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Daily Digest: The Obama Money Bomb Bombs?

BY Joshua Levy | Tuesday, April 22 2008

The Web on the Candidates

  • Furthering the mutual back-scratching tradition of web companies teaming up with mainstream news organizations for election coverage (see Facebook & ABC), MySpace and NBC are joining forces to launch — get ready, and use a booming voice — DECISION08. Among other things, the site displays videos from NBC News,, and from MySpace users, and links to the profiles of network anchors (the Facebook/ABC site did this too; no offense, but are socnet users really interested in Chuck Todd’s MySpace profile?). From the companies’ point of view, it’s a win-win. The team-up also gives NBC the chance to align themselves with MySpace’s significant voter-engagement stuff, which was deployed so well in the presidential dialogues they produced with MTV. And MySpace becomes “legit,” though it already was kinda legit in our book.

  • Newsweek’s Andrew Romano — who’s quickly become one of the savviest campaign reporters on the trail — has a great post about headline-happy mainstream campaign coverage. Writing about a low-key Obama event, he says, “While Obama chatted about things that, you know, actually matter to people—like how to solve the nurse shortage crisis with a woman recently paralyzed from the waist down—the media types in attendance did everything and anything but listen.” He goes on to say that the national press corps doesn’t see a story unless there’s a potential gaffe involved. “Today’s so lame, there’s just nothing,” one reporter said as he watched Obama talk with a group of voters. Where’s a macaca moment when you need one?

  • MoveOn has been ramping up their efforts to support Barack Obama in the last days before the Pennsylvania primary, asking the public to vote on videos they’ve received for their Obama in 30 Seconds ad contest, most of which are pretty well-produced and funny (see Wired’s Sarah Lai Stirland’s review of her faves).

  • Remember that million-dollar-in-a-minute Obama money bomb we mentioned last week? It was supposed to take place at precisely 1pm ET yesterday, but it looks like the mission wasn’t accomplished. “Because of the overwhelming response, we are encouraging everyone to donate anytime today. All donations will be counted towards the minute,” said a message on An Obama Minute. Hmm, that doesn’t seem right! Meanwhile, the Politico’s Ben Smith discovered that $245,000 came into the Obama site in that minute, which ain’t too shabby, so why not advertise it? Yet the Obama Minute site hasn’t changed since yesterday afternoon. Curious.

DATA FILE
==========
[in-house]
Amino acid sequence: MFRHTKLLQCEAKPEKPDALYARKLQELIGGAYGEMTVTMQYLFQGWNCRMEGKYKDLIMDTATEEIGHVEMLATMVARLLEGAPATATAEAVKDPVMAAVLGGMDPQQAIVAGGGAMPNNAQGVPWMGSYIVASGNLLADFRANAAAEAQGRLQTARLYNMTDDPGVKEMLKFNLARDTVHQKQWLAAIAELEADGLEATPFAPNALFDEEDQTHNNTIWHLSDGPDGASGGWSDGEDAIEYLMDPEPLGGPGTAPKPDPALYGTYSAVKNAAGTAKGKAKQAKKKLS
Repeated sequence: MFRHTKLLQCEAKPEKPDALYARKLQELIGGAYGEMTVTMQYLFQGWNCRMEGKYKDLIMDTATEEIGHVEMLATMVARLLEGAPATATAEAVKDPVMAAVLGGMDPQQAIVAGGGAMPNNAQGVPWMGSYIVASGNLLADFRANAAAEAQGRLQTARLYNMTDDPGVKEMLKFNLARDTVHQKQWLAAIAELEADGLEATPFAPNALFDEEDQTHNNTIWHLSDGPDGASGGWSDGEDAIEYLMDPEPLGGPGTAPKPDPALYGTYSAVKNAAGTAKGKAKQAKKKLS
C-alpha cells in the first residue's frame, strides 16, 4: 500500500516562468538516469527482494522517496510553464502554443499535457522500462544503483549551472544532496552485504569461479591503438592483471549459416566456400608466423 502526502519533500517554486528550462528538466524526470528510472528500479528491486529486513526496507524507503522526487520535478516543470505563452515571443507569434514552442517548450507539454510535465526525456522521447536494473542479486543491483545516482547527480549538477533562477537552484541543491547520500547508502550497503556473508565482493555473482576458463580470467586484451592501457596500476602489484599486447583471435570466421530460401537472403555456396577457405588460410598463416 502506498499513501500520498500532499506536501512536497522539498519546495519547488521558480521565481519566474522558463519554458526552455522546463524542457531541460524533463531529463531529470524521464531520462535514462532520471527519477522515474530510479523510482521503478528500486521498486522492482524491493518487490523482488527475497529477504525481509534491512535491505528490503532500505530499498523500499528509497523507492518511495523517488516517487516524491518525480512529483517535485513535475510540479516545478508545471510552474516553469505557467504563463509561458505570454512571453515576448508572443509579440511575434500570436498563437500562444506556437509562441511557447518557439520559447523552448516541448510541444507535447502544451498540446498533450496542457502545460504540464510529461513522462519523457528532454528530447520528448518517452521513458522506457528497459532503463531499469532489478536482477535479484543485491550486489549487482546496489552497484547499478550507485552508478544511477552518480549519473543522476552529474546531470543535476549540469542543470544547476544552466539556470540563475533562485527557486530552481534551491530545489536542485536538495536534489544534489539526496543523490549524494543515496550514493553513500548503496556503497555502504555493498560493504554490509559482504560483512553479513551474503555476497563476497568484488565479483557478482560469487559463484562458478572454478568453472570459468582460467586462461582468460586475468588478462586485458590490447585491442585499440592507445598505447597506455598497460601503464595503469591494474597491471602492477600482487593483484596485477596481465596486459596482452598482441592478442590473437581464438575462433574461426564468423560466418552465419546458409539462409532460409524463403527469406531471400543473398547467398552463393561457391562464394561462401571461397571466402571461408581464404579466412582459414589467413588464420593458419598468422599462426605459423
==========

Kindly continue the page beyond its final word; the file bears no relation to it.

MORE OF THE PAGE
• John Hockenberry, host of the new public radio show The Takeaway, showed up at a random Cabela’s — the hunting, camping, and outdoor gear store — in rural PA and asked shoppers who, if they had to choose, they’d vote for: Obama or Clinton. They overwhelmingly chose Obama. Surprised? We don’t know what to think anymore.

  • Tech news site ChannelWeb polled a bunch of IT execs, developers, academics, and bloggers about their presidential preferences, and while John McCain was favored by most of those polled, the two Democrats combined were more popular. Take two: Surprised? We don’t know what to think anymore.

The Candidates on the Web

  • Mark Weiner of profiles one Mac Cummings, who started a software and consulting company in his Cornell University dorm room in 1998, and who is now running online finance for Hillary Clinton. Cummings, whose company works with mundane clients like beverage distributors and retailers, initially showed up as an unpaid volunteer for the Clinton campaign after Super Tuesday and what was supposed to be a three-day gig turned into a newly created position of “director of online finance” after the campaign had the epiphany that they needed to use the web to raise money. Cummings sounds like Joe Trippi when he says that “There will not be another presidential election that fails to have the Internet as a major part of the strategy,” though he may have been frustrated about the campaign’s approach. “Right or wrong, (the Clinton campaign) made the determination that their base of supporters was not Internet savvy,” Cummings said. “And the data that I’ve seen tends to back up that assessment.” Wow. Note that, in this piece, the campaign seems to view the web entirely as an ATM; those little people otherwise known as the voters don’t seem to figure so much in their thinking. Also, it’s almost impossible to find an in-depth story about the Clinton web operation because the campaign is so tight-lipped (as are Obama and McCain, most of the time), but here the alumni magazine scored a coup.

  • The YouTubing of politics spreads to the London Mayoral race, where the venerable BBC has invited Londoners to post questions to the candidates. The results start rolling out tonight.

In Case You Missed It…

Patrick Ruffini reports that the use of Twitter as a discovery vehicle for raw political intelligence takes another step today with Election Journal, a project by Republican election watchdog Mike Roman. The site is using Twitter, Flickr, and Google Maps to cover primary election day in Philadelphia, with Twittering correspondents stationed around the city.